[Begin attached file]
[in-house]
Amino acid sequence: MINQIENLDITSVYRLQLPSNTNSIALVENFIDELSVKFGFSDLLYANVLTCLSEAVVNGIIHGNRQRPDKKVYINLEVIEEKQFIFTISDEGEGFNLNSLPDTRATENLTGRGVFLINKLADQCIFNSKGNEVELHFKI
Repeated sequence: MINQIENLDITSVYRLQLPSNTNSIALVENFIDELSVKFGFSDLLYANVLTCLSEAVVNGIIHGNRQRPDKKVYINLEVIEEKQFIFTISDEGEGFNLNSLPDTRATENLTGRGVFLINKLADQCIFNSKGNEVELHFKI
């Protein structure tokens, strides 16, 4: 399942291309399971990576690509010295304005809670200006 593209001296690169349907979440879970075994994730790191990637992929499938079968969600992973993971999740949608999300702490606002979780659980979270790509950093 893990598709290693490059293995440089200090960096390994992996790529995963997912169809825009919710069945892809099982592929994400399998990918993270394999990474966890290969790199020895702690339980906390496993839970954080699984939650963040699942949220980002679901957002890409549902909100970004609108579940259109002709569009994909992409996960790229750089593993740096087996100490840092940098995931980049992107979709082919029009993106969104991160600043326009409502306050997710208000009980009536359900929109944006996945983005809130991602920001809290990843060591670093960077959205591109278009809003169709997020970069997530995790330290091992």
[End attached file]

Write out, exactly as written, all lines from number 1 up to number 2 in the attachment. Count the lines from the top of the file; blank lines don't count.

[in-house]
Amino acid sequence: MINQIENLDITSVYRLQLPSNTNSIALVENFIDELSVKFGFSDLLYANVLTCLSEAVVNGIIHGNRQRPDKKVYINLEVIEEKQFIFTISDEGEGFNLNSLPDTRATENLTGRGVFLINKLADQCIFNSKGNEVELHFKI